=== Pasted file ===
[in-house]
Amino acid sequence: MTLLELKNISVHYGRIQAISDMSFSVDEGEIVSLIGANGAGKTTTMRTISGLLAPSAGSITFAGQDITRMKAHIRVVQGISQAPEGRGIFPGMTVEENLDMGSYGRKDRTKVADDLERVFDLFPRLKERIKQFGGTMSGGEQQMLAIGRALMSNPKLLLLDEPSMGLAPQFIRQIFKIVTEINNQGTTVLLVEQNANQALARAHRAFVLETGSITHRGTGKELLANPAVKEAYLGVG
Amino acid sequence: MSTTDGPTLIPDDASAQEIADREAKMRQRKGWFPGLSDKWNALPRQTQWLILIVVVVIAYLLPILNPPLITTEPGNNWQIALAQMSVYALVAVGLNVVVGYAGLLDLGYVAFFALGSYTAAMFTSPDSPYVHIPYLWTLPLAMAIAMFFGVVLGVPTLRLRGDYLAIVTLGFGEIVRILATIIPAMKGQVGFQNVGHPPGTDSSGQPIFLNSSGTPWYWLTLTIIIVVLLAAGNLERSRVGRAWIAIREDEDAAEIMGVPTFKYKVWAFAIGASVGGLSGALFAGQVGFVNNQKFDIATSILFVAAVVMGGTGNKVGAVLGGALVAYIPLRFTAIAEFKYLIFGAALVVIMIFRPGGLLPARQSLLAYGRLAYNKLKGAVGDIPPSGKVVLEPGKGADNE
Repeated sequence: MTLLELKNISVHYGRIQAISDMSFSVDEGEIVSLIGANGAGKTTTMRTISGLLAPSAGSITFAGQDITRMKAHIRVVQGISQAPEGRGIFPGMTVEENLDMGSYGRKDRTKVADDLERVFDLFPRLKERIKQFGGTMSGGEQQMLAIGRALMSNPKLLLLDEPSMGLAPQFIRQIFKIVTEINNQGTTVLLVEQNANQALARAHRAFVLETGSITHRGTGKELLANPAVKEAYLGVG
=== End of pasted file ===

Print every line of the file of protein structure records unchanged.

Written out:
[in-house]
Amino acid sequence: MTLLELKNISVHYGRIQAISDMSFSVDEGEIVSLIGANGAGKTTTMRTISGLLAPSAGSITFAGQDITRMKAHIRVVQGISQAPEGRGIFPGMTVEENLDMGSYGRKDRTKVADDLERVFDLFPRLKERIKQFGGTMSGGEQQMLAIGRALMSNPKLLLLDEPSMGLAPQFIRQIFKIVTEINNQGTTVLLVEQNANQALARAHRAFVLETGSITHRGTGKELLANPAVKEAYLGVG
Amino acid sequence: MSTTDGPTLIPDDASAQEIADREAKMRQRKGWFPGLSDKWNALPRQTQWLILIVVVVIAYLLPILNPPLITTEPGNNWQIALAQMSVYALVAVGLNVVVGYAGLLDLGYVAFFALGSYTAAMFTSPDSPYVHIPYLWTLPLAMAIAMFFGVVLGVPTLRLRGDYLAIVTLGFGEIVRILATIIPAMKGQVGFQNVGHPPGTDSSGQPIFLNSSGTPWYWLTLTIIIVVLLAAGNLERSRVGRAWIAIREDEDAAEIMGVPTFKYKVWAFAIGASVGGLSGALFAGQVGFVNNQKFDIATSILFVAAVVMGGTGNKVGAVLGGALVAYIPLRFTAIAEFKYLIFGAALVVIMIFRPGGLLPARQSLLAYGRLAYNKLKGAVGDIPPSGKVVLEPGKGADNE
Repeated sequence: MTLLELKNISVHYGRIQAISDMSFSVDEGEIVSLIGANGAGKTTTMRTISGLLAPSAGSITFAGQDITRMKAHIRVVQGISQAPEGRGIFPGMTVEENLDMGSYGRKDRTKVADDLERVFDLFPRLKERIKQFGGTMSGGEQQMLAIGRALMSNPKLLLLDEPSMGLAPQFIRQIFKIVTEINNQGTTVLLVEQNANQALARAHRAFVLETGSITHRGTGKELLANPAVKEAYLGVG